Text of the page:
The Trend-Monitor Bathroom Purchasing Trends report found that over half the respondents had a water meter fitted at their home, and that those with water meters placed more importance on the water efficiency of products than those without. 

With the proliferation of water meters, the demand for water-efficient products looks set to increase as consumers seek to make savings, however, it was concerning to note that over 40% of bathroom product consumers said, at the point of purchase, they were not made aware of the amount of water individual products will use.

When it comes to product development, manufacturers must continue to focus on high-performing water-efficient products. But is it time manufacturers set about educating consumers regarding the amount of money their wasteful habits are actually costing them?

 

Additional Sources

1) https://www.onaverage.co.uk/consumption-averages/average-water-usage
2) https://www.onaverage.co.uk/consumption-averages/average-water-usage
3) https://www.thenbs.com/knowledge/designing-homes-for-water-efficiency
4) https://www.onaverage.co.uk/consumption-averages/average-water-usage

 

Bathroom Purchasing Trends, Consumer Insight Report 2018

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Welcome to the 2018 TREND-MONITOR consumer insight report into bathroom purchasing trends.

For this purposes of this research, TREND-MONITOR was pleased to partner with The Bathroom Manufacturers’ Association, an independent forum for bathroom manufacturers trading in the UK.  This partnership gave the association’s 60+ members the opportunity to contribute to the research structure, resulting in a focused piece of industry research that is directly relevant to manufacturers and retailers in this diverse market sector.

Alongside this consumer insight research, a second study called ‘Behind the Bathroom Door’ featured a 7-day bathroom habits and routines diary, which assessed participants’ water usage within privacy of their own bathroom.

The insight gained from these two studies answers important questions in terms of consumer requirements for their bathroom, how bathroom products are being used in the home, attitudes to water efficiency, and how this in turn influences consumer purchase behaviour for new bathroom products.

“This insight into consumer behaviour provides valuable information for our members and the bathroom industry.

Finding ways to save water and energy has never been more important and the results of this survey can influence future product development to help achieve this aim.

The surveys also show that compliance is an issue that needs to be addressed. Consumers are interested in having more information about products and have indicated that knowing a product was energy efficient would positively influence their buying decision. 

This gives us all in the industry an opportunity to respond and promote products that display the Water Label.”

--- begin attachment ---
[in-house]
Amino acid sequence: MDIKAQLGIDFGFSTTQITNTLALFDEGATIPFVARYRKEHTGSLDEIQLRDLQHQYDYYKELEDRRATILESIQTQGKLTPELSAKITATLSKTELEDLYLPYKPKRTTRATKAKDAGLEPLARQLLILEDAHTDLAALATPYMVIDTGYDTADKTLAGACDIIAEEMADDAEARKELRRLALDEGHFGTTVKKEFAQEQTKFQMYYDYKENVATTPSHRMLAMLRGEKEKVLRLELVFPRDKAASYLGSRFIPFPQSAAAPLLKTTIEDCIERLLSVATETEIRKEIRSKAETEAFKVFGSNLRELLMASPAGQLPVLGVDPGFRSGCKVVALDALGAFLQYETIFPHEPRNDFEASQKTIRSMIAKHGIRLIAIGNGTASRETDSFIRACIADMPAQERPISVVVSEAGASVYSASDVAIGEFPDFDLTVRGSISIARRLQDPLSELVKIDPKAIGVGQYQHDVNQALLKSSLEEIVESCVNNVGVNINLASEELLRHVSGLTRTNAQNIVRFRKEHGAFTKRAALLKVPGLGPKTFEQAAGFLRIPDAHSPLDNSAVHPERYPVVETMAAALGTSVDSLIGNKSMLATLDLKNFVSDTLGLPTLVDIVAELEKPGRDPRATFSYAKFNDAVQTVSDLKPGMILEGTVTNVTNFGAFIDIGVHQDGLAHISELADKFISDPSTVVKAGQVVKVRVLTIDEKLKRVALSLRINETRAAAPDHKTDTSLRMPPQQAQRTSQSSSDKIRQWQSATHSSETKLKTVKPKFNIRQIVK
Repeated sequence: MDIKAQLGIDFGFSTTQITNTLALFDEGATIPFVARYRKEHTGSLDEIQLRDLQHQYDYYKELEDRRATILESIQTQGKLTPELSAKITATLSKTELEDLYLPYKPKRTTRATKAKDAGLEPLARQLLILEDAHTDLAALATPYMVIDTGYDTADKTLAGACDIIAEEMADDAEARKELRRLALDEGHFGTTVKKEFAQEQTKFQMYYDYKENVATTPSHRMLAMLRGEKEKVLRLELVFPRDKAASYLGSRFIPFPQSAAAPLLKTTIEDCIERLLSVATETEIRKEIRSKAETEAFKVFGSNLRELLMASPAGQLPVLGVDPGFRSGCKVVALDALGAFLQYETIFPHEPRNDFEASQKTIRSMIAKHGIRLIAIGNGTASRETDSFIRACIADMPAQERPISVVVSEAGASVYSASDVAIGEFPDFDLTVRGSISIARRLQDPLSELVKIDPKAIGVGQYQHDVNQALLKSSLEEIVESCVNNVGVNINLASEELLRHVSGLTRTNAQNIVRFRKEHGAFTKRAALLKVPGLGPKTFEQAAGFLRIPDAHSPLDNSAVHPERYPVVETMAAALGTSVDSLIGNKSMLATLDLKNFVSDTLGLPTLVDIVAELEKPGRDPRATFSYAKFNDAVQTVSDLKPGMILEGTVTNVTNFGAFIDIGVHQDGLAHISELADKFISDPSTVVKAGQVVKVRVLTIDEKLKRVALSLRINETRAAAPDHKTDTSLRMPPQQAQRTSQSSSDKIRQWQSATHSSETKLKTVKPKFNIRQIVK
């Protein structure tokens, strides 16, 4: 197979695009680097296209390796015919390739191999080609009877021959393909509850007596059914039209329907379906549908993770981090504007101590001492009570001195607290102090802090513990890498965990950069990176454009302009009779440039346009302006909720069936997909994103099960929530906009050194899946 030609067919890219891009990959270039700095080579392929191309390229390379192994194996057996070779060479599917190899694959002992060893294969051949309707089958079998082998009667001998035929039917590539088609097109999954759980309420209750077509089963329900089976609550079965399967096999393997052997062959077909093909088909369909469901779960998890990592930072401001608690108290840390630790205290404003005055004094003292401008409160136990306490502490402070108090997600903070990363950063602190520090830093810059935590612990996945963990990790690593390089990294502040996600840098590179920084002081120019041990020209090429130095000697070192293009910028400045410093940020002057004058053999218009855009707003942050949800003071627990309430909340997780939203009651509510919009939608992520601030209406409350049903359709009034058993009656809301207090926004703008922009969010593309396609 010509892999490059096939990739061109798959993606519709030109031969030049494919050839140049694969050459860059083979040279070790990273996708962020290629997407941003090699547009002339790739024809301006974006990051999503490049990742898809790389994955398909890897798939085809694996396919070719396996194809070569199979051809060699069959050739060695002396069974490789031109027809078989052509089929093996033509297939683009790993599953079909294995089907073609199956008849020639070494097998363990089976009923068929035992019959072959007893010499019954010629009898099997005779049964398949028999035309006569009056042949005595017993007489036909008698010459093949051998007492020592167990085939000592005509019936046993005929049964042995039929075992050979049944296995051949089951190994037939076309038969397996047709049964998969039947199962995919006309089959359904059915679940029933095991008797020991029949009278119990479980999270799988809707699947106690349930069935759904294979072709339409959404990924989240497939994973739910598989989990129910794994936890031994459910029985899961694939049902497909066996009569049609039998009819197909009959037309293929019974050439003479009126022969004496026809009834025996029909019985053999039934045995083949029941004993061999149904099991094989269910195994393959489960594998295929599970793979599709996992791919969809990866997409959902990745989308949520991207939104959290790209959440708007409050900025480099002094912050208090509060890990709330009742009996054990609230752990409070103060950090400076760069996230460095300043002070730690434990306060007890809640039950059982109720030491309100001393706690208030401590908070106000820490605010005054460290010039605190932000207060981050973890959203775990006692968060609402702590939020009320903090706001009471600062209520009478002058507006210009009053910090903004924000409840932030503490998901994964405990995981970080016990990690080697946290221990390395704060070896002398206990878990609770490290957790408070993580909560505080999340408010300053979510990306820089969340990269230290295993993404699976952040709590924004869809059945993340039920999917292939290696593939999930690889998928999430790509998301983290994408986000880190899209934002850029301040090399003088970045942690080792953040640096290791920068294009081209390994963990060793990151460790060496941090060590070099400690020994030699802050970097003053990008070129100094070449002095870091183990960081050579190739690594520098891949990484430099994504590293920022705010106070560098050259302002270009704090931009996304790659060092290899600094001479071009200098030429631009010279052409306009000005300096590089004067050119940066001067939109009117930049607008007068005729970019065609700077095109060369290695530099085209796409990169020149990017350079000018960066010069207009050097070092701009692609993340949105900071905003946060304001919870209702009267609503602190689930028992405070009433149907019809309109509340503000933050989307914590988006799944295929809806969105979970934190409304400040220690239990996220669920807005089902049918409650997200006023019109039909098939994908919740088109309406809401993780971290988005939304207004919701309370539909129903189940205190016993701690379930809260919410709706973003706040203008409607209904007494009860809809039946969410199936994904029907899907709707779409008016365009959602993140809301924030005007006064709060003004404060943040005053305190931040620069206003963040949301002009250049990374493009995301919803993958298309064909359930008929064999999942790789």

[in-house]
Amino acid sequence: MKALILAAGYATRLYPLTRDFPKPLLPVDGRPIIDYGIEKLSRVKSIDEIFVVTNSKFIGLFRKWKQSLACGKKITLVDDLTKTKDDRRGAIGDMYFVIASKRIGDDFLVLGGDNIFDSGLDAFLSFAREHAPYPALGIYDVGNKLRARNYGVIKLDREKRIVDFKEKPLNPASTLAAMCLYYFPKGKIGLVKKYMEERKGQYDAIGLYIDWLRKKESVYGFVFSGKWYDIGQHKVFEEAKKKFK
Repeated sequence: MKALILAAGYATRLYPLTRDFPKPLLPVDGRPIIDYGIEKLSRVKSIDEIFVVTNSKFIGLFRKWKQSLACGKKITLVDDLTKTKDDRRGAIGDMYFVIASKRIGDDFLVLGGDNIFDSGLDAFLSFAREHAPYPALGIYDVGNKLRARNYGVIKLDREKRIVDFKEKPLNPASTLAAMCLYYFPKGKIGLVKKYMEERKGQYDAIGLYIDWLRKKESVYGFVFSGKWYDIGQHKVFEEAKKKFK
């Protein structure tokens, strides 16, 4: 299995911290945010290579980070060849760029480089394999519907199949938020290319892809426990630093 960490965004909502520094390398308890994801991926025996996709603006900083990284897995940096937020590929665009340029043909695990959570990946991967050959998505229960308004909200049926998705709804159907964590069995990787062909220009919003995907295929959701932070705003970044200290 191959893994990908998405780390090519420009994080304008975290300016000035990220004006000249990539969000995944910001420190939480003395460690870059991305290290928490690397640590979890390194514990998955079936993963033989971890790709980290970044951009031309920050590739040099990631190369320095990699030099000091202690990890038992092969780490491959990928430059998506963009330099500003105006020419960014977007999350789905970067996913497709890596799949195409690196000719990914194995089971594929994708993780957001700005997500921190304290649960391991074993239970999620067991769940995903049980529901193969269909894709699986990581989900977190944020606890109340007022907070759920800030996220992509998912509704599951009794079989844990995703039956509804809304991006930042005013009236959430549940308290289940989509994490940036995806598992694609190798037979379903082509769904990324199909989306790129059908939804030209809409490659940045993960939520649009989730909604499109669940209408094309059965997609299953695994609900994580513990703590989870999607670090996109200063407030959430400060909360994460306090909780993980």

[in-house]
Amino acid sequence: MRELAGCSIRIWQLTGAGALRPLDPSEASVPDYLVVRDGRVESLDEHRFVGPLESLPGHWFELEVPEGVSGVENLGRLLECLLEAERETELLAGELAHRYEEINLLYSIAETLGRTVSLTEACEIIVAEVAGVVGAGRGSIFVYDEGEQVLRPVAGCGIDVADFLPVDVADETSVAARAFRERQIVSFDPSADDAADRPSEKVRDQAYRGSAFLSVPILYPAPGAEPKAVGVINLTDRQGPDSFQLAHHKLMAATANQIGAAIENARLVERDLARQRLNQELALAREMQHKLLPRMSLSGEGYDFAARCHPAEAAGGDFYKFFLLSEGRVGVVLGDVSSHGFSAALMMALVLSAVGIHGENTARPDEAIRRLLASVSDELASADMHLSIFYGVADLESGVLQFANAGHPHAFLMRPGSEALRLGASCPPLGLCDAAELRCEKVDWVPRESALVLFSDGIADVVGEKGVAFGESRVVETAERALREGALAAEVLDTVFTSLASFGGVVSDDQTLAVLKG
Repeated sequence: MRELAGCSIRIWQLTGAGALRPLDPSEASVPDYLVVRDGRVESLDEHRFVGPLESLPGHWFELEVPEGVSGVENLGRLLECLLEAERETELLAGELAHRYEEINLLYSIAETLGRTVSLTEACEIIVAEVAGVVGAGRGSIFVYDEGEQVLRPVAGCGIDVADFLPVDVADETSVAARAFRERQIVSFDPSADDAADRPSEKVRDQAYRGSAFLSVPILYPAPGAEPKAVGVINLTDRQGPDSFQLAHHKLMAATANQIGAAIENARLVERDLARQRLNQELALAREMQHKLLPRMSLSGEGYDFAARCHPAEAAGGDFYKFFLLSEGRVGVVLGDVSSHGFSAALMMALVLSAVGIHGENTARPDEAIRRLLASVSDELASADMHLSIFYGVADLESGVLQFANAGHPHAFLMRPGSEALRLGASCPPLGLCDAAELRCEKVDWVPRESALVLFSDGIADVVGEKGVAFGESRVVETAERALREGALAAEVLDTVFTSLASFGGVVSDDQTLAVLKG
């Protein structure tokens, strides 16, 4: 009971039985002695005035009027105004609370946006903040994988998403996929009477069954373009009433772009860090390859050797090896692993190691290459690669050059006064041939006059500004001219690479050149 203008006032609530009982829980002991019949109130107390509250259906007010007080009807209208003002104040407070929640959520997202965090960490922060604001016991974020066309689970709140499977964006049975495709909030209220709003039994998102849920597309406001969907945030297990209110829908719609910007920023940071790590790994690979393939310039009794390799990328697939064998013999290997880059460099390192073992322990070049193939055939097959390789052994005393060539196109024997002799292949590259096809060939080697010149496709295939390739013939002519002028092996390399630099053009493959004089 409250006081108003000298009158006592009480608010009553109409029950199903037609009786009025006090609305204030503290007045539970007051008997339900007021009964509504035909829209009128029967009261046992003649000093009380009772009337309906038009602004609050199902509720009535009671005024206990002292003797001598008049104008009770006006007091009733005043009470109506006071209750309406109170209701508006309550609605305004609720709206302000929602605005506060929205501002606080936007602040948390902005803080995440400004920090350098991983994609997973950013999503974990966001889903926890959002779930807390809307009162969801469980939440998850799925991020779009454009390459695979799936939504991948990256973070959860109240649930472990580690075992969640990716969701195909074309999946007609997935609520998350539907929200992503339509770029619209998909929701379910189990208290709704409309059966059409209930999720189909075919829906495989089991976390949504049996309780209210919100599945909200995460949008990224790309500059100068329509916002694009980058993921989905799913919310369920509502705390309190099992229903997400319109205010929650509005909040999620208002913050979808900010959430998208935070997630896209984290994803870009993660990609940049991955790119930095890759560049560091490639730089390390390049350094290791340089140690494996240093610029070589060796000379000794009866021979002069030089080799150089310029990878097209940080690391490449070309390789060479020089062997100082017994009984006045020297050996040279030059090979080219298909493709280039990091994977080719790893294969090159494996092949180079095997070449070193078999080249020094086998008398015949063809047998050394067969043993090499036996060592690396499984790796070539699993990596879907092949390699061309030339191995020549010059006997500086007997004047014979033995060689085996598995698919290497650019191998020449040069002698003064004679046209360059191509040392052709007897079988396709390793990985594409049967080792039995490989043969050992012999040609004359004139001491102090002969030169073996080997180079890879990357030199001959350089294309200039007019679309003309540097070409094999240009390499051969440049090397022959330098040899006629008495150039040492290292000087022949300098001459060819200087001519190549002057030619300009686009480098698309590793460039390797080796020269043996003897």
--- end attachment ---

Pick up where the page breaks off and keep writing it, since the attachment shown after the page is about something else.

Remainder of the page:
Yvonne Orgill, CEO, Bathroom Manufacturers Association

 

The research was undertaken via an online consumer survey with a nationally representative sample of UK householders who had purchased a complete new bathroom or cloakroom within the past two years.

The survey consisted of 42 multi-choice questions, plus qualifying and status questions and was conducted online during May 2018, targeting a response rate of 500+ respondents.

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Key Findings

1. Additional Bathrooms & Cloakrooms

Households adding new additional bathrooms and cloakrooms (as opposed to replacing existing rooms) account for 10% of new bathroom/cloakroom installations. Half of these additional bathrooms/cloakrooms are being fitted for practical reasons such as mobility or disability issues, or to accommodate a large or extended family

2. Research Goes Off-Line

89% of householders undertake some kind of research prior to purchasing their new kitchen, with researching via a ‘bricks and mortar’ retail outlet being the most popular and useful research resource.

3.  Shopping Around

Householders no longer expect to be tied to one retailer for all of their bathroom products, indicated by the 54% of bathroom installations which were purchased from more than one retail outlet

4.  Space Availability

Products that make the best use of the available space are at the top of consumers wish-lists for their new bathroom, and ahead of other key purchase influencers such as quality and price.

5.  More Information Please

Sales of water efficient products are being hampered by lack of customer awareness. Up to 80% of bathroom consumers indicated that water efficiency was a key purchase influencer, however over 40% were not made aware of the amount of water individual products will use.

Contents

FOREWORD
SCOPE & METHODOLOGY
KEY FINDINGS
ABOUT THE SURVEY RESPONDENTS
THE UK BATHROOM MARKET DRIVERS
SECTION 1: MOTIVATING FACTORS
SECTION 2: BATHROOM BUDGET
SECTION 3: BATHROOM CHOICES
SECTION 4: RESEARCH PRIOR TO PURCHASE
SECTION 5: CHOICE OF RETAILER
SECTION 6: THE BATHROOM FITTER
SECTION 7: ADDITIONAL BATHROOM ITEMS
SECTION 8: PURCHASE DECISIONS FOR SHOWER CONTROLS
SECTION 9: PURCHASE DECISIONS FOR SHOWER TRAYS
SECTION 10: PURCHASE DECISIONS FOR SHOWER ENCLOSURES
SECTION 11: PURCHASE DECISIONS FOR BATHS
SECTION 12: PURCHASE DECISIONS FOR TAPS
SECTION 13: PURCHASE DECISIONS FOR TOILETS
SECTION 14: EXTERNAL INFLUENCES

List of Charts

Chart 1: Type of Bathroom Fitted
Chart 2: Reason for Replacing Existing Bathroom/Cloakroom
Chart 3: Location of Additional Bathroom/Cloakroom
Chart 4: Total Bathroom/Cloakroom Budget
Chart 5: Budget by Bathroom Type
Chart 6: Bathroom Style by Budget
Chart 7: Research Breakdown by Type
Chart 8: Most Useful Research Undertaken Prior to Purchase
Chart 9: Choice of Retailer
Chart 10: Influential Factors in Choice of Retailer
Chart 11: Choosing a Bathroom/Cloakroom Fitter
Chart 12: Additional Items Purchased for the Bathroom
Chart 13: Choice of Shower Control
Chart 14: Influential Factors in Choice of Shower Control
Chart 15: Awareness Factors when choosing Shower Control